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J A C K E T  # 6
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Lisa Jarnot
Valley of the Shadow of the Dogs
He could be so far outside himself, generating body heat, far from the
telephone, in a room, heated, with the outside of his thoughts, turning,
with precision, for the reasons he would know, nearer to god and the
mountains and the outside of the room, with the chairs, perceived as
objects, always slightly passed, looming, on the forefront, like cake,
looming, on the forefront, ambitious, like a sumac leaf, lovely, a wing,
with wings and made of cake, having counted let me count, one, the ways
that there are, unused, potentially useful, held at a distance like a
flower filled with tiny bugs, loved and lovely, without raccoons,
beside the spiders, smashed on the sides of the forks, lovely the form
in the meadow of the shadows of the dogs, howling, reckless, unusual,
unfulfilled, with the christmas lights, steady, and how close I am
to myself, and how close they are to the sumac leaves, lovely, against
the rain, falling out, fully heated, from the inside of his head, with
spiders, in a meeting, against the rain, given to this disposition,
equally talented, talkative, talking in tongues, beyond the heads of
the cows, friendly, on the staircase, friendly, where I waited and
the city moved, drenched beneath the sumac leaves, having fallen,
into the field, where the dogs are, looming, in the forefront,
in the shadow of the gods, dreaming of being alone, relieved, heated,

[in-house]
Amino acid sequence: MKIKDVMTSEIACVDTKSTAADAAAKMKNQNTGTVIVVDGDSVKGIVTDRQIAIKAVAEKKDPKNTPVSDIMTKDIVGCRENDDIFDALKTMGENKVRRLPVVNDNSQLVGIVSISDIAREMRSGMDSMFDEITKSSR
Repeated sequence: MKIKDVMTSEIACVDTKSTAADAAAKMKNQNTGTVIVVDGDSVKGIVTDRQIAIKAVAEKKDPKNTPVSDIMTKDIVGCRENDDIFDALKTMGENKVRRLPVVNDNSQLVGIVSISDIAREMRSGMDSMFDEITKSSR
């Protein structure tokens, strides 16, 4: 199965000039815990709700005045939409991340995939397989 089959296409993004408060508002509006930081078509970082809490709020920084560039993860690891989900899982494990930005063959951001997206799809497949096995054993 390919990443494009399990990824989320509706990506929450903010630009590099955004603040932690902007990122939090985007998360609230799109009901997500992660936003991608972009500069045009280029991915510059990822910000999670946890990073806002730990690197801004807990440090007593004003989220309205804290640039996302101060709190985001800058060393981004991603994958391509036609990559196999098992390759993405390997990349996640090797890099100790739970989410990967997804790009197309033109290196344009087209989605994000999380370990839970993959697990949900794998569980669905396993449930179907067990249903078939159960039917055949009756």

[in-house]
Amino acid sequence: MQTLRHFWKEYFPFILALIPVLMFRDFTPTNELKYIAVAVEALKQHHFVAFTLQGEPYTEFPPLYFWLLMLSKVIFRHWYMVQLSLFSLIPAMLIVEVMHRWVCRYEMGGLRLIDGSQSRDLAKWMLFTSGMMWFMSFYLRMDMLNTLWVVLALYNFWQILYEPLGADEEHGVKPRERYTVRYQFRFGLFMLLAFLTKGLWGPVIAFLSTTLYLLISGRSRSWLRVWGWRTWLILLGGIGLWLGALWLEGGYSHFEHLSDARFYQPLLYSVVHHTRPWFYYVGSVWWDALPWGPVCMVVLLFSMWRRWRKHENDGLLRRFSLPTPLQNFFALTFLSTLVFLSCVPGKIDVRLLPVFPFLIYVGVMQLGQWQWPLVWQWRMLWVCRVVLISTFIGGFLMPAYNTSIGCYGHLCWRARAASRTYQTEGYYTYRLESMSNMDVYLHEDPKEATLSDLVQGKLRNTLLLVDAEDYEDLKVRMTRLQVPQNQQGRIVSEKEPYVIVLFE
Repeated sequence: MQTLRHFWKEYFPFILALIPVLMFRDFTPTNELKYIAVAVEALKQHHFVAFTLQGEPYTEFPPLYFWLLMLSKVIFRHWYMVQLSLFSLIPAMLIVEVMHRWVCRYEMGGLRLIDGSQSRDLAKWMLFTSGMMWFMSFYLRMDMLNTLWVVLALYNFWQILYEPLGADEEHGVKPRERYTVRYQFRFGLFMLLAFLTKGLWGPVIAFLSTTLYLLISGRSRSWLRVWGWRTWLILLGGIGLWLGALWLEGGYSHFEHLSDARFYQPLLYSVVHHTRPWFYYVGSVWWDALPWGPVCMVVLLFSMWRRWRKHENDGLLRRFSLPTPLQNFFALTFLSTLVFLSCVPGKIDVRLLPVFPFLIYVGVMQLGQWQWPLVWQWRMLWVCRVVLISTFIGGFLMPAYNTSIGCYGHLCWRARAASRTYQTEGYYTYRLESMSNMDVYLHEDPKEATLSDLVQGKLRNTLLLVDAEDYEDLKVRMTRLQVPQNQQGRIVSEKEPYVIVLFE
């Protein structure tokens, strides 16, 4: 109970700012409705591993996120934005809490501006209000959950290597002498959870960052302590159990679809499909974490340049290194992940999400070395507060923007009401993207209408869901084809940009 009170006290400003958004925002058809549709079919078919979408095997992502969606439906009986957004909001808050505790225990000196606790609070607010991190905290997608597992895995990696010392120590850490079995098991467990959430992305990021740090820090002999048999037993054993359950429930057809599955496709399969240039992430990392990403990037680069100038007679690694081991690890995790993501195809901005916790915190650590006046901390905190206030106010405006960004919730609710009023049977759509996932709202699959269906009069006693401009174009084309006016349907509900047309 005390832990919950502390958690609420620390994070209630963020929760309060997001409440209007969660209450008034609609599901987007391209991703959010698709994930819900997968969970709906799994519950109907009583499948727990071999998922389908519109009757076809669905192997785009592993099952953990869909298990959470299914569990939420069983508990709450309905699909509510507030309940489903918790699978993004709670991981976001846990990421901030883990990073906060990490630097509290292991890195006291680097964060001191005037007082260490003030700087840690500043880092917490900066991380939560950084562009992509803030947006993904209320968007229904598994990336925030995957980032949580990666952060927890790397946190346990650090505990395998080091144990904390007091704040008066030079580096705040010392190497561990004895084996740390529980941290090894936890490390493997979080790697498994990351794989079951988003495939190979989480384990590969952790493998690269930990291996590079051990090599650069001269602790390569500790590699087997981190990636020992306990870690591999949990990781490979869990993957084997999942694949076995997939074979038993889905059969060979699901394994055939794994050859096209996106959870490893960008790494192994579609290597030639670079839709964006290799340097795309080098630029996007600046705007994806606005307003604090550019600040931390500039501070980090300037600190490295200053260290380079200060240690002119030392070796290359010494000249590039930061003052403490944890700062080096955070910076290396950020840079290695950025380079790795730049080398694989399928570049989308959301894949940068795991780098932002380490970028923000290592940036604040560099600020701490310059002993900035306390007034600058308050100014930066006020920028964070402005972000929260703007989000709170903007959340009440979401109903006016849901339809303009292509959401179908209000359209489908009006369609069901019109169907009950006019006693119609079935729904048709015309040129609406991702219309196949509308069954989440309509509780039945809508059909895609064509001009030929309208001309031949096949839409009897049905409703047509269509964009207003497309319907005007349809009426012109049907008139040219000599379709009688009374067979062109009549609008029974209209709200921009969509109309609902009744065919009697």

steady on the trees beside their wings, riding on the backs of all
the bears, and the bears, relieved to be the sumac leaves, and the
sumac leaves, relieved to be the bears, and the spider, on the plate,
relieved to be just so, wanting to be loved, where the city moved,
and then I moved, and the pins all moved, out of place, tetanus-like,
having syllables, wishing to love, wishing to love the ocean and the
ski runs and the sand, wishing to love the sheep, converging,
on the frontispiece, having thrown the ball, equally having thrown
the ball and having thrown it, into the leaves, near the trees and
all the dogs, meditating, on the coffee cups, meditating, on the backs
of all the bears.
Lisa Jarnot teaches at Long Island University and works at the St Marks in the Bowery Poetry Project in New York City. She has published Phonetic Introductions, The Fall of Orpheus, Some Other Kind of Mission, and the chapbook Sea Lyrics. 
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